David W. Baker, MD, MPH; Mark R. Chassin, MD, MPP, MPH
Disclosures: Authors have disclosed no conflicts of interest. Forms can be viewed at www.acponline.org/authors/icmje/ConflictOfInterestForms.do?msNum=M17-0691.
Requests for Single Reprints: David W. Baker, MD, MPH, Healthcare Quality Evaluation, The Joint Commission, One Renaissance Boulevard, Oakbrook Terrace, IL 60181; e-mail, email@example.com.
Current Author Addresses: Drs. Baker and Chassin: The Joint Commission, One Renaissance Boulevard, Oakbrook Terrace, IL 60181.
Author Contributions: Conception and design: D.W. Baker, M.R. Chassin.
Analysis and interpretation of the data: D.W. Baker, M.R. Chassin.
Drafting of the article: D.W. Baker, M.R. Chassin.
Critical revision for important intellectual content: M.R. Chassin.
Final approval of the article: D.W. Baker, M.R. Chassin.
Administrative, technical, or logistic support: M.R. Chassin.
Collection and assembly of data: D.W. Baker.
Federal public reporting and payment programs have increasingly emphasized the measurement of outcomes (such as readmission, health care–associated infections, and mortality). Yet, the criteria for assessing whether outcome measures are accurate and valid enough to use for public reporting, payment, and accreditation are not well-defined. An outcome measure should be used only if the outcome can be influenced substantially by providers (that is, a strong process–outcome link exists) and statistical adjustment can be made for differences in patient populations across providers so that differences in outcomes are truly attributable to differences in the care provided. Validly distinguishing differences in quality of care across providers requires precision in both the design of the outcome measure and the actual recording of all the measure's elements.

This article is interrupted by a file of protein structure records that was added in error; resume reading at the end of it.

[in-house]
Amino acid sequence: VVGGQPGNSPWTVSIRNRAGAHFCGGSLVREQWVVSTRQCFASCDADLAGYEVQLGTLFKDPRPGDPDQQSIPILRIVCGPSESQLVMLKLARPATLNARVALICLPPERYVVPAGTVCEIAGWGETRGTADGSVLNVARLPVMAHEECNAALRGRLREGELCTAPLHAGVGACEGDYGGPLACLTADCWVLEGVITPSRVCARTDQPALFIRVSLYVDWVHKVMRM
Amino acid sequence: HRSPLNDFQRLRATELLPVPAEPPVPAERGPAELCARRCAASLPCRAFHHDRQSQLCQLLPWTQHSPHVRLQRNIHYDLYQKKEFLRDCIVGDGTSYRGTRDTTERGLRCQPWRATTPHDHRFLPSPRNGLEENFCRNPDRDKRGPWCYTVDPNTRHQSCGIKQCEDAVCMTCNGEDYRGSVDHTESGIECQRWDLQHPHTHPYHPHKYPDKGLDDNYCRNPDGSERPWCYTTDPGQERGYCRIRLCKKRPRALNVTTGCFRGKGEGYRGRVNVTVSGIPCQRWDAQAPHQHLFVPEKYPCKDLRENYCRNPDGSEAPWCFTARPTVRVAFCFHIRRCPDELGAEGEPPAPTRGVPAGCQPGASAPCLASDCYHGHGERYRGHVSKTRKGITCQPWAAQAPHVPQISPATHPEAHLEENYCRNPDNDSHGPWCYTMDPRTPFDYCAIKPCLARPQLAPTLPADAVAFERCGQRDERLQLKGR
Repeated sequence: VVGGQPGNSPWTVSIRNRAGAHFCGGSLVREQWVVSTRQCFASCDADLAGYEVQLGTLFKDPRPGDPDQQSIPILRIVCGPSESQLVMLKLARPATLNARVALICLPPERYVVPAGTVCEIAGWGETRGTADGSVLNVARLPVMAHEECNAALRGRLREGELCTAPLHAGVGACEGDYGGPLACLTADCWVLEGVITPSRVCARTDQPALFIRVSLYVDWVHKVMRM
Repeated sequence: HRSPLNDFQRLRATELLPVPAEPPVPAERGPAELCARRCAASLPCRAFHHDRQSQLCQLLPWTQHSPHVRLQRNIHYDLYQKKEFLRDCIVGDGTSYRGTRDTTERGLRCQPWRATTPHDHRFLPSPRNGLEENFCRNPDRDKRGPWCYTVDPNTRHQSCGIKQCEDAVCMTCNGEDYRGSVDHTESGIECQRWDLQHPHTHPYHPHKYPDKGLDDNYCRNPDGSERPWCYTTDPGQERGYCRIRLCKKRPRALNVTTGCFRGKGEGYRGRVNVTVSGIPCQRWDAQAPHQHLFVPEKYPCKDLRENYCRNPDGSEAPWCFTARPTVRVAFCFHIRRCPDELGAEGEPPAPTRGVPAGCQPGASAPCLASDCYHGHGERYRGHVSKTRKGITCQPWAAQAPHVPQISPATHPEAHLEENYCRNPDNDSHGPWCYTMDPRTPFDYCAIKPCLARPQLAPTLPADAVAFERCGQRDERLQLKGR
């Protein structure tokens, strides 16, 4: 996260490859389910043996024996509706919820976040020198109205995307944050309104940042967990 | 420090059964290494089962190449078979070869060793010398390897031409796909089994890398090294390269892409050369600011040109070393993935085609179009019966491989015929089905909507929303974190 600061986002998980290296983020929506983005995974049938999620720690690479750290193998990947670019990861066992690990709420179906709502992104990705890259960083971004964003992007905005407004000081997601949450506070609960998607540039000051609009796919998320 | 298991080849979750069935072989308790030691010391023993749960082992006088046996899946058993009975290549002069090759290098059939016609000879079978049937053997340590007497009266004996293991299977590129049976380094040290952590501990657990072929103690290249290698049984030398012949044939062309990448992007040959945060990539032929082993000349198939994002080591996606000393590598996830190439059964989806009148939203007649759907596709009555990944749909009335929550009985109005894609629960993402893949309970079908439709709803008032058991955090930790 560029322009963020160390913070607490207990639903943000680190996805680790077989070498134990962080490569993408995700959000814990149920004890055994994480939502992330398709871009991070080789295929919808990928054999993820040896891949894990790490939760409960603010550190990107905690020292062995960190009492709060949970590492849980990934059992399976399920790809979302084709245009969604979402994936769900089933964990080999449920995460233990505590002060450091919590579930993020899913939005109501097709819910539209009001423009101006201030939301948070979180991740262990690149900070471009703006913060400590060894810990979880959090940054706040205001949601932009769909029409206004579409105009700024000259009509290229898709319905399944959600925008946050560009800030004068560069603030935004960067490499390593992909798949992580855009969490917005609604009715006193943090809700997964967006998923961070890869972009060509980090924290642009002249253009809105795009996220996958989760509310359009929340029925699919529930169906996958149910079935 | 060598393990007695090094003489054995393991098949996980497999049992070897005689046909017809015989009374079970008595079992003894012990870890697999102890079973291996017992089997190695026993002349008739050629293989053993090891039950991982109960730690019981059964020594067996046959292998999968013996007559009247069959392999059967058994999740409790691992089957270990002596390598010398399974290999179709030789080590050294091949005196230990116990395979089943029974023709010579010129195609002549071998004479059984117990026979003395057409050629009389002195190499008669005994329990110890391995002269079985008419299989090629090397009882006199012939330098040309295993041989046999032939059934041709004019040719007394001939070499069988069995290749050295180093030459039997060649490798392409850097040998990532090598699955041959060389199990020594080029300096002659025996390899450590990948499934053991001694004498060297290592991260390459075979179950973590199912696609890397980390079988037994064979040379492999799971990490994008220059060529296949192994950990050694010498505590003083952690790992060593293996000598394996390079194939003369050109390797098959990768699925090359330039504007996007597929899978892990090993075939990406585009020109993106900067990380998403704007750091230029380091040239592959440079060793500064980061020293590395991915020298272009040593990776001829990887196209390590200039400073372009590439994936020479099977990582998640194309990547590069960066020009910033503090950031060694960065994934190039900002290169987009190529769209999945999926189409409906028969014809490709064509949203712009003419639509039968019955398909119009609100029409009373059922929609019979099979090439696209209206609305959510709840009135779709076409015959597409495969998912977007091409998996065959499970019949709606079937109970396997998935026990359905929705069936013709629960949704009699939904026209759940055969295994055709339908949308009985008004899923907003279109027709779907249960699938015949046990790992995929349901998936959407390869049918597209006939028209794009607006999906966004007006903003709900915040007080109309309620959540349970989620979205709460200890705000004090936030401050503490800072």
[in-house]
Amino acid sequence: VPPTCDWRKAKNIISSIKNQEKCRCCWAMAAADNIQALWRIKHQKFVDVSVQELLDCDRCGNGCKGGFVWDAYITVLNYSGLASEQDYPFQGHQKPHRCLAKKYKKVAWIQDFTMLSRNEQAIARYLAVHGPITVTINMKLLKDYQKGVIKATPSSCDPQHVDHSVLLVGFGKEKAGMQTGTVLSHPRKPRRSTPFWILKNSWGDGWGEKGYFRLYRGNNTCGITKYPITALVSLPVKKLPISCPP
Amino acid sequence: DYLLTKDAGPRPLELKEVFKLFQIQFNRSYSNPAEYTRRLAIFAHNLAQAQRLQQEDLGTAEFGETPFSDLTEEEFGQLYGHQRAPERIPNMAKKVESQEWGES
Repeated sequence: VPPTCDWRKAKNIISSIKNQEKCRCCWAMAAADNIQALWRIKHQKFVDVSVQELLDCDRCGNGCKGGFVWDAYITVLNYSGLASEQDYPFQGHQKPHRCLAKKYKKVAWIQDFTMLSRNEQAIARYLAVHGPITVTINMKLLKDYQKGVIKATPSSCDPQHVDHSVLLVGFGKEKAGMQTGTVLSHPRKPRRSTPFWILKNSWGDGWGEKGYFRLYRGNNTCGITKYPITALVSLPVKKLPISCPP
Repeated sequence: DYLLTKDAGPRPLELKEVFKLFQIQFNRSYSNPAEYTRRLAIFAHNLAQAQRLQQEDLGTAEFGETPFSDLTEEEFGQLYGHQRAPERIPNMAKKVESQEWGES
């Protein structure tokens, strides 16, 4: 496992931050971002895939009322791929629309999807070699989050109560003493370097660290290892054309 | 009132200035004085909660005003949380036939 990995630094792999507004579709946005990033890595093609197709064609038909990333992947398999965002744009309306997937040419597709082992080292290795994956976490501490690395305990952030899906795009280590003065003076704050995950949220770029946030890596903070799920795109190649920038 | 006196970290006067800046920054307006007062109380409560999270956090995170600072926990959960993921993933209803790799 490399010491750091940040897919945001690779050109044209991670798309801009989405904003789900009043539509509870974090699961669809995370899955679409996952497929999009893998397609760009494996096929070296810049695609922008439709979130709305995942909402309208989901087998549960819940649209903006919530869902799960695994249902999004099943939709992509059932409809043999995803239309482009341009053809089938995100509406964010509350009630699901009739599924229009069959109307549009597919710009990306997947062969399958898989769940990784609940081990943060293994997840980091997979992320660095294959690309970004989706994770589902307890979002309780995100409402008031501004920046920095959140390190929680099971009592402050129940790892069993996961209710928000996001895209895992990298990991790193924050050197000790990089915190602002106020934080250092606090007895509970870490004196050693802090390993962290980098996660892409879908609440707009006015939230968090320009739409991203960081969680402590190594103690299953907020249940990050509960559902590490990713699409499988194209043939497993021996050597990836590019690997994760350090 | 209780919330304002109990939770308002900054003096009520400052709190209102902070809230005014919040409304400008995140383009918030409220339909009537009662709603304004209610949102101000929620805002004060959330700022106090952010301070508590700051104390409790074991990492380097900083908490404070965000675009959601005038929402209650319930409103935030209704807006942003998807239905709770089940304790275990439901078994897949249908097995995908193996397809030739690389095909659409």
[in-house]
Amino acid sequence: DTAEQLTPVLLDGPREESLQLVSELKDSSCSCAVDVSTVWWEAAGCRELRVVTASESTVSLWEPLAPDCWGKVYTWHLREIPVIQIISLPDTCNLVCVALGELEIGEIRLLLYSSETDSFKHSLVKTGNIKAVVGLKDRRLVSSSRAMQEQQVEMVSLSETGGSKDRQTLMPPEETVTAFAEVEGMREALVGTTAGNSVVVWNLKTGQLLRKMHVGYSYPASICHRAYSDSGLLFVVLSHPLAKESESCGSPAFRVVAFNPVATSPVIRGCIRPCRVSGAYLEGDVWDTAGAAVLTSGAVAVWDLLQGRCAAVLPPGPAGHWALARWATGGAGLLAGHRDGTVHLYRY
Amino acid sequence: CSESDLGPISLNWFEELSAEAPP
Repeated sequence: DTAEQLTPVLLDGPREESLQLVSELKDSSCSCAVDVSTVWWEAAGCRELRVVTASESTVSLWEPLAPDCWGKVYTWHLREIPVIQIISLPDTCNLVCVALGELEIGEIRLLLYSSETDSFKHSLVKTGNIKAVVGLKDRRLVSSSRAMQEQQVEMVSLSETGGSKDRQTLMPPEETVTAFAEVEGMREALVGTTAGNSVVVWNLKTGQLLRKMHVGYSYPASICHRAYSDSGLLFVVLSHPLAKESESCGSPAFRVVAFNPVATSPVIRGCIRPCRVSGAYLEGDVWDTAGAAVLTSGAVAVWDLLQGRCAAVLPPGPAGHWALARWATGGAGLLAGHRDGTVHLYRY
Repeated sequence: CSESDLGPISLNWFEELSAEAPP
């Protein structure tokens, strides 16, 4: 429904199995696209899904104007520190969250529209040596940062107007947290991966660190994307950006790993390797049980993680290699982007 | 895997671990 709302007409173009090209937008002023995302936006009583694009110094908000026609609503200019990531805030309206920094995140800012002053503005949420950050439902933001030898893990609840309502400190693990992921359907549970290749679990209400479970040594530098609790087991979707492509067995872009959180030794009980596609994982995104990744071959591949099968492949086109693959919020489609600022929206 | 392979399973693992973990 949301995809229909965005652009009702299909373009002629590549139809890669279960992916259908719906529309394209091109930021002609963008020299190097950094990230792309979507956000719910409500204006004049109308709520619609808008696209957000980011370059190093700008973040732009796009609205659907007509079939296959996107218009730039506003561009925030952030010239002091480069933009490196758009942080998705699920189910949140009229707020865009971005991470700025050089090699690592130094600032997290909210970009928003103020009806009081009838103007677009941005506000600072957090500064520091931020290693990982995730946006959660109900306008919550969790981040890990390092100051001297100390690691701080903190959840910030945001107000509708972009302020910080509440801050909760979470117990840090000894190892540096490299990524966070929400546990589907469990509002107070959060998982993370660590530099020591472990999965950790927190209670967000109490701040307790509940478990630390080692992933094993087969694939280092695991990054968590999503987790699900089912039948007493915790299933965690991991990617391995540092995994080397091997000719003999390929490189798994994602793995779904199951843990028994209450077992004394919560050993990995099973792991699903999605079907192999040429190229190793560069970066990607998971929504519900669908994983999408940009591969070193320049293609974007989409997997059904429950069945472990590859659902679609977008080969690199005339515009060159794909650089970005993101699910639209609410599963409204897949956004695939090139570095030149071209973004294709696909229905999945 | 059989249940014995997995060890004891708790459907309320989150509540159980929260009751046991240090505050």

Four criteria are proposed to assess outcome measures. First, strong evidence should exist that good medical care leads to improvement in the outcome within the time period for the measure. Second, the outcome should be measurable with a high degree of precision. Third, the risk-adjustment methodology should include and accurately measure the risk factors most strongly associated with the outcome. Fourth, implementation of the outcome measure must have little chance of inducing unintended adverse consequences. These criteria were applied to 10 outcome measures currently used or proposed for accountability programs. Three measures met all 4 criteria; 5, including all 4 claims-based 30-day mortality measures, failed to meet 1 or more criteria. Patient-reported outcome measures are problematic, because low response rates may cause bias. These findings raise concerns and suggest the need for a national dialogue about how to judge outcome measures currently in use or proposed for the future.
Baker DW, Chassin MR. Holding Providers Accountable for Health Care Outcomes. Ann Intern Med. 2017;167:418–423. [Epub ahead of print 18 July 2017]. doi: 10.7326/M17-0691
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Published: Ann Intern Med. 2017;167(6):418-423.
Published at www.annals.org on 18 July 2017
Healthcare Delivery and Policy, Hospital Medicine.
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